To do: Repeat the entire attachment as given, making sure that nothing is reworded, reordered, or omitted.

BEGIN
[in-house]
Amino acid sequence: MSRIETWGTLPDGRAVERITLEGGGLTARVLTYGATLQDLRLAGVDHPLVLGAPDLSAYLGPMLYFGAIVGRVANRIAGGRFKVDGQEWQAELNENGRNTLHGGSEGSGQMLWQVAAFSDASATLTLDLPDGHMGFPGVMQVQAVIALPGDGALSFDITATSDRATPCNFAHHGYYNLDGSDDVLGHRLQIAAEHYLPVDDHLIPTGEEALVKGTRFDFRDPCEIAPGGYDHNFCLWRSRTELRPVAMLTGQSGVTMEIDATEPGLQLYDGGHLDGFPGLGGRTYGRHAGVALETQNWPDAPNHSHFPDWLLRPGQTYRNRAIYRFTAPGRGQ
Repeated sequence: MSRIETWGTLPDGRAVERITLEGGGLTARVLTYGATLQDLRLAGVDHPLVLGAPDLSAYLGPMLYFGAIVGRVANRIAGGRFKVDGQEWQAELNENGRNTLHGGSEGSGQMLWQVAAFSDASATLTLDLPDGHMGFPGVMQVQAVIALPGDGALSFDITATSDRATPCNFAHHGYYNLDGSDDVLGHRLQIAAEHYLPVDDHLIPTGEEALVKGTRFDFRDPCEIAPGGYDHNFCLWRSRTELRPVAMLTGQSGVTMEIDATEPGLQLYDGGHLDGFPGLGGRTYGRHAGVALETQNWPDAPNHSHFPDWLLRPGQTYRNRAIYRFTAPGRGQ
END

[in-house]
Amino acid sequence: MSRIETWGTLPDGRAVERITLEGGGLTARVLTYGATLQDLRLAGVDHPLVLGAPDLSAYLGPMLYFGAIVGRVANRIAGGRFKVDGQEWQAELNENGRNTLHGGSEGSGQMLWQVAAFSDASATLTLDLPDGHMGFPGVMQVQAVIALPGDGALSFDITATSDRATPCNFAHHGYYNLDGSDDVLGHRLQIAAEHYLPVDDHLIPTGEEALVKGTRFDFRDPCEIAPGGYDHNFCLWRSRTELRPVAMLTGQSGVTMEIDATEPGLQLYDGGHLDGFPGLGGRTYGRHAGVALETQNWPDAPNHSHFPDWLLRPGQTYRNRAIYRFTAPGRGQ
Repeated sequence: MSRIETWGTLPDGRAVERITLEGGGLTARVLTYGATLQDLRLAGVDHPLVLGAPDLSAYLGPMLYFGAIVGRVANRIAGGRFKVDGQEWQAELNENGRNTLHGGSEGSGQMLWQVAAFSDASATLTLDLPDGHMGFPGVMQVQAVIALPGDGALSFDITATSDRATPCNFAHHGYYNLDGSDDVLGHRLQIAAEHYLPVDDHLIPTGEEALVKGTRFDFRDPCEIAPGGYDHNFCLWRSRTELRPVAMLTGQSGVTMEIDATEPGLQLYDGGHLDGFPGLGGRTYGRHAGVALETQNWPDAPNHSHFPDWLLRPGQTYRNRAIYRFTAPGRGQ